Who is happy, talkative, playful, and affectionate, in spite of his medical problems? Mr. Gray!
Mr. Gray is a blue/gray plush handsome fellow that someone shot in the leg. Shrapnel is still in there. He came to us injured and sick.
This pretty boy is very senior, very shy, disorients easily, and has few teeth left. He did well for several years. Then in 2018, he became very ill. Frankly, we were scared.
After Mr. Gray became severely ill with intestinal problems, he moved to a private room. The prescription diet and medications are critical to keeping him stable, and that requires a separate room. We make sure he has cuddle time every day to love and reassure him.
We learned Mr. Gray has lymphoma or IBD (inflammatory bowel disease). The treatment is the same. Several treatments didn’t work. Now, Mr. Gray does well on a hydrolyzed protein prescription diet, along with two medications and a probiotic given twice each day.
We decided early on not to subject Mr. Gray to a surgical biopsy procedure since the treatment would be the same. Sometimes, that type of procedure for a very senior kitty hastens their decline. He’s done well on the latest prescription diet. His weight is holding steady, and the little guy is affectionate, comfortable, and playful again!
The next medical challenge is to find a way to reduce the prednisone to keep him from becoming diabetic. That’s harder than it sounds. Our vet is working on a plan.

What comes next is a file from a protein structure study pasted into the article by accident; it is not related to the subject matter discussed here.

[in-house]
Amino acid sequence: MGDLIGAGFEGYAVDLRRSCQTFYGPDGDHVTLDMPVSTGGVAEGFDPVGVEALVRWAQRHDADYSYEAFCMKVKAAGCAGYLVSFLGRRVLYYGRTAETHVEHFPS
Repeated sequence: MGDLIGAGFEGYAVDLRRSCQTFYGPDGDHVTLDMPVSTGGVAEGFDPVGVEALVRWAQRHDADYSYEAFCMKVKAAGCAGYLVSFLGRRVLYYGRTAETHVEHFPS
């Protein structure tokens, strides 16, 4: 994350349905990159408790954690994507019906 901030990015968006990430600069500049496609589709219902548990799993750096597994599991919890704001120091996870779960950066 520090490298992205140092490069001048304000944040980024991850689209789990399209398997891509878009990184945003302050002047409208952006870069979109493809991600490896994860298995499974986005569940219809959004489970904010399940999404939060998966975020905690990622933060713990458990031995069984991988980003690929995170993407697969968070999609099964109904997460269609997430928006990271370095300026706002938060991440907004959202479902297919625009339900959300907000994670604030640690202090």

In the past, Mr. Gray was also on allergy medication. He developed allergies about a year before the intestinal problems hit, which may go along with bowel changes that we didn’t know about yet. Twice a day, he received a transdermal application of allergy medication rubbed on the inside of his ear tip. The high dose of prednisone eliminated allergy reactions for now, which makes his life a bit easier.
Since he also needs prompting to reorient after even minor household changes (don’t move that cat tree!) or separation from the household due to medical treatment, he’s considered a permanent resident.
He seems very slow to adapt and learn new things. That could be age or a past head injury based on his condition when he came to us. As a result, he doesn’t trust quickly and scares easily too. We suspect he may have been very ill, or seriously injured, in some other way that wasn’t treated. The vet says he also had a broken leg that wasn’t treated, and we only have an estimate of his age.
He clearly had a rough life before he arrived at Catnip Casa. This sweet fellow deserves a very safe and happy ninth life with all the little puffball toys his heart desires. A sherpa covered puffball about the size of a golf ball is his joy in life!